How Are Drones Being Used in Agriculture?

By Pilot Institute
Posted on August 14, 2020 - 9 minute read

Of the many ways in which drones are being used in today’s industries, agricultural use remains one of the rarer but more valuable ones. This is one of the more surprising results of the development of drone technology – that even such a traditional and old-fashioned industry as agriculture stands to benefit from a drone’s unique capabilities.

There’s no question that drones can cover hectares of farmland faster than any tractor or pickup truck can. However, what information can drones collect as they fly that can be useful for farm management? A lot of them, actually. Let’s look at the different ways in which drones have become useful in agriculture.

Agricultural inspection

1. General surveillance

The mobility of a drone, paired with its ability to broadcast a livestream video feed from its onboard, has long made it a valuable tool in security and safety. This characteristic traces back to the first few times that a drone was ever used – for surveillance by the military.

Farms can be hundreds of hectares wide. Even with a fenced-in property, it’s virtually impossible to constantly have human eyes on the ground to catch intruders, wild animals, or livestock that have wandered off. This is where drones come in.

A drone can fly across several hundred hectares of land in a single battery cycle and in just a few minutes. This can be done as needed or be scheduled as part of regular farm management. As the drone flies across, the operator can monitor the real-time video feed for any unusual activity. Drones can even be outfitted with thermal cameras so that surveillance can be done under the darkness of night.

For larger farms that cannot be monitored by a single drone, professional drone companies have started offering surveillance by drone swarms. This involves the use of a small fleet of drones that automatically fly along pre-established routes. This eliminates the need for manual drone flight and extends the scope of a drone surveillance system. However, such an operation requires a waiver for a particular Part 107 drone flight restriction.

Mapping with Drones

2. Precision agriculture

By far, the widest and most useful application of drones in an agricultural setting lies in a practice broadly called “precision agriculture.” This pertains to large-scale data collection which can be used as metrics of crop health.

Aside from the numbers that indicate crop health, each data point in precision agriculture has a spatial dimension, which means that each point corresponds to a particular spot on the farm. This makes targeted remediation possible – fertilizer, pest control, or irrigation can be allocated exactly where they are needed. This data-driven approach will result in a farm that is run more efficiently.

Drones can aid in precision agriculture by outfitting them with multispectral sensors. These sensors are a lot like cameras, except they are sensitive to energy outside of the spectrum of visible light. Multispectral sensors are special because they can detect and record energy at different frequencies. This data can then be manipulated, combined, and interpreted to infer very important indicators of crop health.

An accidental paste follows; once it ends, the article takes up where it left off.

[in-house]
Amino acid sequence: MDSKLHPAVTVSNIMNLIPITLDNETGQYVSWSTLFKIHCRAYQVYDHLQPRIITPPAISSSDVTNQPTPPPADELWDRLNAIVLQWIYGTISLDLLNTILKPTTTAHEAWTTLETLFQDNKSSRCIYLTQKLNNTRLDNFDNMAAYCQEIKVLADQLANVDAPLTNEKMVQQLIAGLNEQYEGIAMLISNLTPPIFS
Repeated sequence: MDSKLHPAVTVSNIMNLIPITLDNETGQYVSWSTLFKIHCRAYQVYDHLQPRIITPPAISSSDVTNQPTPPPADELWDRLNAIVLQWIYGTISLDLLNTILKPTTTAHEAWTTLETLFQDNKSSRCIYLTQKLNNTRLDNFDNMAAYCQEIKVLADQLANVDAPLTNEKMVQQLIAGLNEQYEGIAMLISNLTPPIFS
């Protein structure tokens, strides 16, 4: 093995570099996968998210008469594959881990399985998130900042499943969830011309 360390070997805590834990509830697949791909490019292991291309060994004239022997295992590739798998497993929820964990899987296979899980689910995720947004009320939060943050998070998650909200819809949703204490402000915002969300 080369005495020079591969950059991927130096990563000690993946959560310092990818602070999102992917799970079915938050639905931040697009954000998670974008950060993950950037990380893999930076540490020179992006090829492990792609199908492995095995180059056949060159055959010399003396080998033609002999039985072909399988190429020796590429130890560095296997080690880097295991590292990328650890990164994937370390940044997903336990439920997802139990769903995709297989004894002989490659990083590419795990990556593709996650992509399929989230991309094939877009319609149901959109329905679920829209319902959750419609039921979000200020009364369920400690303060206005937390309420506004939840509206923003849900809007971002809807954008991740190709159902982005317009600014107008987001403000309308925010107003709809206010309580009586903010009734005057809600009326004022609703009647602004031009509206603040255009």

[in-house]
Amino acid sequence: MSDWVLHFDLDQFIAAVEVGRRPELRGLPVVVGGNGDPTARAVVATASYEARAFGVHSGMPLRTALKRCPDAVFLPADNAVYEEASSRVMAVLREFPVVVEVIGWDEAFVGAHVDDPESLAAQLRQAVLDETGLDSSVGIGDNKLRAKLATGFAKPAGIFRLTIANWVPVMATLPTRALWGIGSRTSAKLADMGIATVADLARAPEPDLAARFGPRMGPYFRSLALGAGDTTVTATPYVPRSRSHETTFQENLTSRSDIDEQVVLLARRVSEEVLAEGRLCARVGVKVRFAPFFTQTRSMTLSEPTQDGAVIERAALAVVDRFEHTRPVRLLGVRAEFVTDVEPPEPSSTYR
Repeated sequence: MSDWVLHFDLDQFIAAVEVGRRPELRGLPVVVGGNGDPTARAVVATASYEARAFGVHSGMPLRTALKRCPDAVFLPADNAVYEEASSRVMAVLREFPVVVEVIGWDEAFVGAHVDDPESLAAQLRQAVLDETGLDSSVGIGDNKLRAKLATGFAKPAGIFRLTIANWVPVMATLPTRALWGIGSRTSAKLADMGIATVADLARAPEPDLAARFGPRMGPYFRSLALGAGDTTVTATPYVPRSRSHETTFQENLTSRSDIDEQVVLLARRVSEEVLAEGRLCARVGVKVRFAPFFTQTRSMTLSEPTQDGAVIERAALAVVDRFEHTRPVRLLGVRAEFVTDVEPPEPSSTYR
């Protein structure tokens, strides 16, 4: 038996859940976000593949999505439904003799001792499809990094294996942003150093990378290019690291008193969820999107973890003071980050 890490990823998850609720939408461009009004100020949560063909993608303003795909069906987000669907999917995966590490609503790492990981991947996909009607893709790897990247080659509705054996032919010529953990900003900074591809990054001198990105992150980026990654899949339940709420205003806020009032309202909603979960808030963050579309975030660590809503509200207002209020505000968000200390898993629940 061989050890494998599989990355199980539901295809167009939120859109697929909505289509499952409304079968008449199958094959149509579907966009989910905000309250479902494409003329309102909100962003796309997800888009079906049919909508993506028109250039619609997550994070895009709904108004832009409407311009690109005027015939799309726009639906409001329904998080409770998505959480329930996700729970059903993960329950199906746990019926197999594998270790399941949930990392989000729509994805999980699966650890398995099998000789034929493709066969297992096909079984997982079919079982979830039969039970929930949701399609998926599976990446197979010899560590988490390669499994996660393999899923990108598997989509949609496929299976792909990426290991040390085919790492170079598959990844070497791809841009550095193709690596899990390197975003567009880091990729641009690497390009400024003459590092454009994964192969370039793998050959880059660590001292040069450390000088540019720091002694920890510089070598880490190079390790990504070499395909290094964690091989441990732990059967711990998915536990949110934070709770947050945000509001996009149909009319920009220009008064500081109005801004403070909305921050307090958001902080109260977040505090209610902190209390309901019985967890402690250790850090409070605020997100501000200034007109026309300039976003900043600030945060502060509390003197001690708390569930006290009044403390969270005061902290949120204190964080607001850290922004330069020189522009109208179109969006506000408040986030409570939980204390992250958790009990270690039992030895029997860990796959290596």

For instance, the chlorophyll pigment found in healthy plants leads to higher absorption of infrared light and lower absorption of near-infrared light. When combined, data from the two frequencies constitute the Normalized Difference Vegetation Index (NDVI), which is a measure of photosynthetic activity.

Precision agriculture isn’t a field that was only developed because of drones. However, drone technology created an opportunity to practice precision agriculture in a manner that is quick and inexpensive. The only downside is that most commercial drones aren’t ready for precision agriculture right out of the box – you’ll have to modify them with multispectral sensors typically by a third-party service.


3. Crop spraying

Not many drones are known for their lifting power. In most cases, the propeller motors of a drone are only powerful enough to carry the drone’s own weight and withstand normal levels of wind resistance. However, exceptionally powerful drones can be useful in agriculture as a replacement for crop dusters.

The DJI Agras MG-1 is one of the few drones that are capable of this feat. With a 10-kilogram payload capacity, the Agras can spray treatment chemicals for crops across up to 10 acres on a single battery cycle.

China has been at the forefront of the use of drones for crop spraying. There have already been studies involving the automation of drones for crop spraying, making use of pre-planned GPS routes, and advanced obstacle avoidance systems. Some drones can even be programmed to vary the spray rate relative to the drone’s cruising altitude to ensure that the crops are sprayed equally.

Compared to crop dusters, drones are capable of more precise and targeted crop spraying. They can fly around small obstacles to access areas that would have been inaccessible to a manned aircraft. They are also much cheaper and easier to deploy.

Aside from current limitations on drone technology, the widespread use of drones for crop spraying has also run into a few legal issues. Aerial spraying has already been banned in some countries due to environmental concerns on the uncontrolled application of crop treatment chemicals. Some countries also prohibit flight of drones with heavy payloads as part of their anti-terrorism laws.

4. Land mapping

The use of drones for mapping has long been documented. Through the use of either photogrammetry or LiDAR, drones can be used to collect data over a region and reconstruct a 3D model of its terrain. This comes useful in a lot of industries including construction, mining, and urban planning.

In a farm setting, regular mapping by drones can be done to get a “lay of the land.” This can be useful for monitoring changes in topography, foliage, crop health, and crop density. Think of it as getting a highly detailed and full navigable snapshot of the farm.